while you’re at it, just in case, why not make your potential new 24/7 living quarters actually pleasant and habitable? you can then host all your nuclear neighbors and fallout friends in a comfy environment! become the best interior shelter designer in all of town! amaze your friends! piss off your enemies!

have you seen our latest line of nuclear fallout furniture suites? they are currently 60% off!

a few of the colors/patterns to choose from:

*fallout blue(s)

*earthen oak (for those who can’t afford the radiation-resistant paneling, and are actually just living in a hole they dug in the ground, with maybe a steel door overhead; cause let’s face it, who the hell can keep up with the joneses anymore?)

*halcyon hue

*checkered red (like the apron grandma used to wear on the farm, back when people actually grew their own food!) (hell, back when food was even REAL!)

the point is, as long as you have everything that is on “their” official LIST, then you will weather any storm.

------------------------------------

great. the world will be repopulated by automatons who shop on command.

------------------------------------

think Y2K: the millennium bug (tonight we’re gonna party like it’s 1999!).

now, i have to admit, this one had me pretty convinced. (this was really my genesis as a slight conspiracy theorist and part-time apocalyptic nut, but hey, attention to this kind of stuff is more fringe [and more interesting] than, say, the current fascination with justin bieber’s hair, or who katy perry is sleeping with—and i would much rather dwell on the fringes....)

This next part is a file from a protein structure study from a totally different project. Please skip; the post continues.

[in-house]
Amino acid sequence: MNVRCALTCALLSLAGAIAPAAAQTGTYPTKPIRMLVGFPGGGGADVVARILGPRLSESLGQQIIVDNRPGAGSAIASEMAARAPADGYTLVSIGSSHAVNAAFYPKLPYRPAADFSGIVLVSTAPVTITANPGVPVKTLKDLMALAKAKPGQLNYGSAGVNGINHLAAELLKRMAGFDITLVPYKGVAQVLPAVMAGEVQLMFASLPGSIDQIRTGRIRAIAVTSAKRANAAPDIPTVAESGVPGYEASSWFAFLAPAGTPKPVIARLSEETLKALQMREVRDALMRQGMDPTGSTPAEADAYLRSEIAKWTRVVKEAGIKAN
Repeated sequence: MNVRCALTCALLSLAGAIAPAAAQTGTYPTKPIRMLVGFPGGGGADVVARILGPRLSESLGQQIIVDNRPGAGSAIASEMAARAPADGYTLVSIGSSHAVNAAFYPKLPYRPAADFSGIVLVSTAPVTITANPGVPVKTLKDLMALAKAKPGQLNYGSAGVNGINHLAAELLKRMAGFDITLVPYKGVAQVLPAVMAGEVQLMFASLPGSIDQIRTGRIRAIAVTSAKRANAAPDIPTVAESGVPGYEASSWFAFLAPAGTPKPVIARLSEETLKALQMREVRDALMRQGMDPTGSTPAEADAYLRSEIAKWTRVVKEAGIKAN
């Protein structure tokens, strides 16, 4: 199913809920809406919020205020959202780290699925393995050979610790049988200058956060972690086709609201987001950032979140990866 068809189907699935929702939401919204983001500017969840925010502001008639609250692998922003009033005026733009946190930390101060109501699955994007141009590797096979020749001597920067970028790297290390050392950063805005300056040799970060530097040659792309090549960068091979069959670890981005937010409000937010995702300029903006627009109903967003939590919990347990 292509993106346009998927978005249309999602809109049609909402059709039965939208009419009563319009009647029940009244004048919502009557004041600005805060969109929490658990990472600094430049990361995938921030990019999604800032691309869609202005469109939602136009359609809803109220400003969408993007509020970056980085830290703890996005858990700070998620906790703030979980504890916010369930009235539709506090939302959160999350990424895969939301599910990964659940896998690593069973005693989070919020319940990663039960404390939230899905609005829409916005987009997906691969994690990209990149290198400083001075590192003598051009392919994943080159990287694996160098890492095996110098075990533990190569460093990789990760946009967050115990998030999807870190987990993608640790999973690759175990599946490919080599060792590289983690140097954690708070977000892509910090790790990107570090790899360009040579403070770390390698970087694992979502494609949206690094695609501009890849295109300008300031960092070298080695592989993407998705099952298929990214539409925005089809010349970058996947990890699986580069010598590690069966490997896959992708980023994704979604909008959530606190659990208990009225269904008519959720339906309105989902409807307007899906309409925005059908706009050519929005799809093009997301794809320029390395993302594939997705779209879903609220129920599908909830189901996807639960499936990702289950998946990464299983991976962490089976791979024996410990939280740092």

now, being an eagle scout, my preparation was minimal and efficient. i had a shit ton of matches, a pocketknife, lots of rope, paper, toothpicks, paperclips, shoestrings, weed, water purification tablets, a hammer, screwdriver, scissors, some random maps and a compass, and a big plastic bag ostensibly full of the most random useless shit that could actually probably come in pretty handy in an apocalyptic scenario. everything i needed fit in a 10x10x12 cardboard box. put me out in the woods with that and i think i’d stand as good a chance as most of us, with my vast wilderness experience. (boy scouts ain’t just about getting popped with wet towels by pedophile scoutmasters, people!*)

what did YOU buy? let me guess. gallons upon gallons of bottled water, an attic full of canned goods... what else? plastic covering for the windows? (which requires tape, right?) and didn’t “they” actually make quite a bit of profit on gas masks or some such nonsense? regardless, think of our panicked american public, driven to paranoia by the media and the government. YOU yourself may not have been that worried; but, this country is pretty big and pretty diverse, no? and those people have a lot of money when you put them all together, right? even poor people can buy bottled water and powered generators. would our economy not flourish with such an infusion of apprehensive and anxious apocalyptic spending?

------------------------------------

think swine flu. hand sanitizer: i would imagine that every church, school and hospital promptly went out and bought bottles upon bottles of hand sanitizer when this one broke in the headlines. now, how many churches, schools and hospitals do you think there are in the united states? WAY too many to count. and with bottles of hand sanitizer scattered liberally in each of these (better safe than sorry!), i imagine the shareholders for Purell made out quite handsomely. wouldn’t you?